United States v. Female Juvenile, A.F.S.

377 F.3d 27 (2004)

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United States v. Female Juvenile, A.F.S.

United States Court of Appeals for the First Circuit
377 F.3d 27 (2004)

Facts

Female juvenile A.F.S. (defendant), who was 17 years old, was caught trafficking narcotics when she landed at an airport in Puerto Rico from the Netherlands. Customs officials suspected A.F.S. was carrying narcotics, and an X-ray of her abdomen confirmed that A.F.S. was carrying a quantity of drugs that qualified as drug trafficking. A.F.S. was arrested and detained on March 16, 2003. An information was filed by the United States (plaintiff) charging A.F.S. with being a juvenile delinquent related to the alleged possession and importation of heroin, offenses punishable under federal drug laws. The attorney general filed a certification indicating that A.F.S.’s offenses were significant crimes involving drug trafficking, which invoked a federal interest in prosecuting the case because the importation of drugs was a matter over which the federal government had primary jurisdiction. However, on April 10, 2003, the federal district court (the court) dismissed the information for lack of subject-matter jurisdiction. The court stated that A.F.S. could not be tried in federal court as a juvenile because the federal government did not handle juvenile-delinquency cases. The court explained that federal authorities would either need to file a motion to transfer A.F.S. to adult status so that she could be tried as an adult or transfer the case for prosecution under state law. However, despite dismissing the charges, the court did not order A.F.S. released from detention that day. Over the next few weeks, various filings were made by the parties. On May 27, the court denied the motions filed by both parties and ordered that A.F.S. be released because the charges had been dismissed. A.F.S. had been in custody for more than 30 days without trial, even excluding days on which the court was considering her own filings. The United States appealed, arguing that the court had jurisdiction and that the detention period after the dismissal of the information was not a detention pending trial and should not count toward the 30-day speedy-trial requirement.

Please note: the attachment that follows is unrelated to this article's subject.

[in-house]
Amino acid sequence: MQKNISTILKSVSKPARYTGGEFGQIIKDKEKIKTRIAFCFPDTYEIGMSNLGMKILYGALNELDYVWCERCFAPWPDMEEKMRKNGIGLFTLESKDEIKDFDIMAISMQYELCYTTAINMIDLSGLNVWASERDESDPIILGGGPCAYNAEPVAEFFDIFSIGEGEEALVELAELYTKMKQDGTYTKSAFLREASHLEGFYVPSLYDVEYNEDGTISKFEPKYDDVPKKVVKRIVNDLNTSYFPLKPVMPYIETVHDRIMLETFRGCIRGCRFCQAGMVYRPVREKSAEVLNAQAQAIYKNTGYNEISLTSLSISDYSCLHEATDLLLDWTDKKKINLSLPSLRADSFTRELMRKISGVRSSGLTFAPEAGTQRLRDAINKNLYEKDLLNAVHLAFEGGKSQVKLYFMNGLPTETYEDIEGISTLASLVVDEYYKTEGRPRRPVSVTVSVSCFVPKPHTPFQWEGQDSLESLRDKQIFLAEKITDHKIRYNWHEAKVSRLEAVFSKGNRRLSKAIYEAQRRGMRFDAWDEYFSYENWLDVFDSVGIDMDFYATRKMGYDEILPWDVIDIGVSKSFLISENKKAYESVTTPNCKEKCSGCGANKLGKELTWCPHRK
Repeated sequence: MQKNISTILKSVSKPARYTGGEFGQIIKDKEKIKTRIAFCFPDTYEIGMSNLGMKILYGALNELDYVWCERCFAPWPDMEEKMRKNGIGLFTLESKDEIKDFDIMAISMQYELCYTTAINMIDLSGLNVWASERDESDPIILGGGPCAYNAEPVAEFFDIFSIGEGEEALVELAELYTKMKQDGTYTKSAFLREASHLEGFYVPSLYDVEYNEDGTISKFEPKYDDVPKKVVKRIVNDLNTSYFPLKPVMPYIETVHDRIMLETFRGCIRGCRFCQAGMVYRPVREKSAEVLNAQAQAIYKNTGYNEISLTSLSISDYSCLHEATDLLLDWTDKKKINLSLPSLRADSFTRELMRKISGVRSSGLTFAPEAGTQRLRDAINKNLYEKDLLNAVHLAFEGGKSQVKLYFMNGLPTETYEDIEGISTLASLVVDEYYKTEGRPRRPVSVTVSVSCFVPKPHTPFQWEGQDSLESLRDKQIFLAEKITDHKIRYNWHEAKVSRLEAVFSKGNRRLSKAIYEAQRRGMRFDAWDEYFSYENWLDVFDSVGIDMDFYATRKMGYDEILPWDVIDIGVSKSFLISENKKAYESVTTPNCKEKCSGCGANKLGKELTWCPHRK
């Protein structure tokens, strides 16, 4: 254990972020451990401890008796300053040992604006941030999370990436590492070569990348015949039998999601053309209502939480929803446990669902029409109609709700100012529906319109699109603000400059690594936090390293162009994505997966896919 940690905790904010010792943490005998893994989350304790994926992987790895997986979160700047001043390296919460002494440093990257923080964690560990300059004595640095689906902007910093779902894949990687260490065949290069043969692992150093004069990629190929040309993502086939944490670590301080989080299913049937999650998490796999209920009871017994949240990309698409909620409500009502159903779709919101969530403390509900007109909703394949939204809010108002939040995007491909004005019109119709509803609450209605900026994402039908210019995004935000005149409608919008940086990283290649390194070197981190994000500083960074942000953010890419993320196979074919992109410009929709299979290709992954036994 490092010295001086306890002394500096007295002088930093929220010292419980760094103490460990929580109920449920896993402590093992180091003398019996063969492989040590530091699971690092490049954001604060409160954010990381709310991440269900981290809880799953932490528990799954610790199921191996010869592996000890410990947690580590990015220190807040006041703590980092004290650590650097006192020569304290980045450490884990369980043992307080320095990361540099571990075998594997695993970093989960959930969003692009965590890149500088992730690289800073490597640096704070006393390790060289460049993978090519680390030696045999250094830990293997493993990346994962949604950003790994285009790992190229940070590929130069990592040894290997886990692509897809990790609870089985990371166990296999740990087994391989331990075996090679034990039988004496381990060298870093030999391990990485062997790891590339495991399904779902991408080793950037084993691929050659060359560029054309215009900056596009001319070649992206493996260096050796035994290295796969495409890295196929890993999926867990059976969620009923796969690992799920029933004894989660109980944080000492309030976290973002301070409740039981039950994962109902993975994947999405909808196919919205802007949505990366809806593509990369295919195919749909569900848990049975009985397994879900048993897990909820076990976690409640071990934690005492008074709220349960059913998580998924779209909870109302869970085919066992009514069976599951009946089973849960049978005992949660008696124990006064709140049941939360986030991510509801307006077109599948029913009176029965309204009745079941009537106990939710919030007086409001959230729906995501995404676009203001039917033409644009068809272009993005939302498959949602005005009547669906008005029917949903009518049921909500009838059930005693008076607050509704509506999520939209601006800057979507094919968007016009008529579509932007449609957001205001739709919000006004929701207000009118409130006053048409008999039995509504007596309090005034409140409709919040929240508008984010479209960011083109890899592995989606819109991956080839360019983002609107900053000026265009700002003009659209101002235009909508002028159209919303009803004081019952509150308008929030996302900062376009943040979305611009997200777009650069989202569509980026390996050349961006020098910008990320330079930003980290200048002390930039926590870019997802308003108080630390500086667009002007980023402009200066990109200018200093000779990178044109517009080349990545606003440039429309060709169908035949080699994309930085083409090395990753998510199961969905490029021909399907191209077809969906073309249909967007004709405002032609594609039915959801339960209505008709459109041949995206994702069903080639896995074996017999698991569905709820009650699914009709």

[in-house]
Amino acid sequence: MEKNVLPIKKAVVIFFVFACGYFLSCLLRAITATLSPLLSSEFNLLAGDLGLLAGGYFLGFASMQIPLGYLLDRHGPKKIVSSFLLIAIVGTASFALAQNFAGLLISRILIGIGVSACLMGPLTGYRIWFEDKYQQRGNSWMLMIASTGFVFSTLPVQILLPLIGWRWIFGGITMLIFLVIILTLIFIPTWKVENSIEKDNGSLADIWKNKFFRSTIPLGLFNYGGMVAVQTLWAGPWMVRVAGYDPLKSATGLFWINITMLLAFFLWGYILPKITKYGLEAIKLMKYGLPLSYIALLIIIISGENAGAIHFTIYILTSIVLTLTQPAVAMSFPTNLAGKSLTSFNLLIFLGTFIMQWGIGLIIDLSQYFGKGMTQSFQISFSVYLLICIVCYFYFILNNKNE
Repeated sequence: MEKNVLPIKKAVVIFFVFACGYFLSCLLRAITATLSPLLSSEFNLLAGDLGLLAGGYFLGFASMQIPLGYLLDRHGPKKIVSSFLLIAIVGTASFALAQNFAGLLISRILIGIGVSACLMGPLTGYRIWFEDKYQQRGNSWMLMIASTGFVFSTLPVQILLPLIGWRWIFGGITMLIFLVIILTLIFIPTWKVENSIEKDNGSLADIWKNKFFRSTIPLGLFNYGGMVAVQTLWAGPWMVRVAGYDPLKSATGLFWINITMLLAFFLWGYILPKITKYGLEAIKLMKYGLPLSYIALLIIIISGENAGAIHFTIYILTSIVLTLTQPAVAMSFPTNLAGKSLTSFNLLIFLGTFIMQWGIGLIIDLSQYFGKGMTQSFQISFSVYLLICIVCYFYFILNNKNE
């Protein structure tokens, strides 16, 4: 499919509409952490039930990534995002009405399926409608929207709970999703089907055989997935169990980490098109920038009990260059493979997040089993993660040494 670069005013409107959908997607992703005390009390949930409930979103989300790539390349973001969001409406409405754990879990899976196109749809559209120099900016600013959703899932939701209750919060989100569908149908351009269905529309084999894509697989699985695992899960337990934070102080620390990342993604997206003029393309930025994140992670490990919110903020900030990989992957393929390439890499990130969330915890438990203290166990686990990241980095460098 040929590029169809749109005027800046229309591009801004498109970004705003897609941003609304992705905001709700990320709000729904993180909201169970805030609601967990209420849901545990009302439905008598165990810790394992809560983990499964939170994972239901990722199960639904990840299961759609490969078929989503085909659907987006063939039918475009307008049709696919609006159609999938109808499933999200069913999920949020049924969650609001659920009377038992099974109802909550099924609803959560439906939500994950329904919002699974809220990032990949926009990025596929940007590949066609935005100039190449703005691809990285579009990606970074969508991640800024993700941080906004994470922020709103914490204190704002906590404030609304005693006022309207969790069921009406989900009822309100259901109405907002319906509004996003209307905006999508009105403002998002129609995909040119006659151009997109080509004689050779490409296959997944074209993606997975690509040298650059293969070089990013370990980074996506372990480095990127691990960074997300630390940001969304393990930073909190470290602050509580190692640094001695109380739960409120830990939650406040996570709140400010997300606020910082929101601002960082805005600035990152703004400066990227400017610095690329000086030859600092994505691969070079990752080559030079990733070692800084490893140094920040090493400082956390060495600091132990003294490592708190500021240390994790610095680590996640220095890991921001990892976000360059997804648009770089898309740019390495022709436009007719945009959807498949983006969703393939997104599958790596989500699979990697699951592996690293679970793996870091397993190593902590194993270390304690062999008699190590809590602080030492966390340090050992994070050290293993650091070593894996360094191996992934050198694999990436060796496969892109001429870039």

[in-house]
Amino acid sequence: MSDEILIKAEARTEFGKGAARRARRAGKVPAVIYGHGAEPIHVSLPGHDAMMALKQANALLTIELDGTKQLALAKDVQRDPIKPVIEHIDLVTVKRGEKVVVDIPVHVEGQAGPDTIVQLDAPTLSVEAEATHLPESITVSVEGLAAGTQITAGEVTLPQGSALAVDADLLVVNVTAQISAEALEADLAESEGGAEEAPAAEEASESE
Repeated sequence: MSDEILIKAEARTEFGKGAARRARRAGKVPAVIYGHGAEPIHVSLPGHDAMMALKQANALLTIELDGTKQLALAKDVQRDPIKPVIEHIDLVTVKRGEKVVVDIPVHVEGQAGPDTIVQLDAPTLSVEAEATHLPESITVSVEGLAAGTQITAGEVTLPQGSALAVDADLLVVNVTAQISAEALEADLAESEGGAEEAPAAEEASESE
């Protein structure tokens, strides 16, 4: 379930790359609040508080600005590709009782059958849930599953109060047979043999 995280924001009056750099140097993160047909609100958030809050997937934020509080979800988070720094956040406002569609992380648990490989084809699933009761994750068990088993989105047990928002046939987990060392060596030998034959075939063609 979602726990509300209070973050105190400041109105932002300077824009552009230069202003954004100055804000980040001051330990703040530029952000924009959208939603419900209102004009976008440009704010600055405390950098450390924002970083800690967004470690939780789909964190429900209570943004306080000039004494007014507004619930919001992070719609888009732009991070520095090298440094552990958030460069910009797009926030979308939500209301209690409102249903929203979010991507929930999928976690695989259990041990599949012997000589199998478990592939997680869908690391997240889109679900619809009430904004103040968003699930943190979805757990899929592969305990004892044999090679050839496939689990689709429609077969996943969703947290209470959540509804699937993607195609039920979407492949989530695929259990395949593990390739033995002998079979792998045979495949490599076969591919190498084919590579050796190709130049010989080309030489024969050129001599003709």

Rule of Law

Issue

Holding and Reasoning (Lipez, J.)

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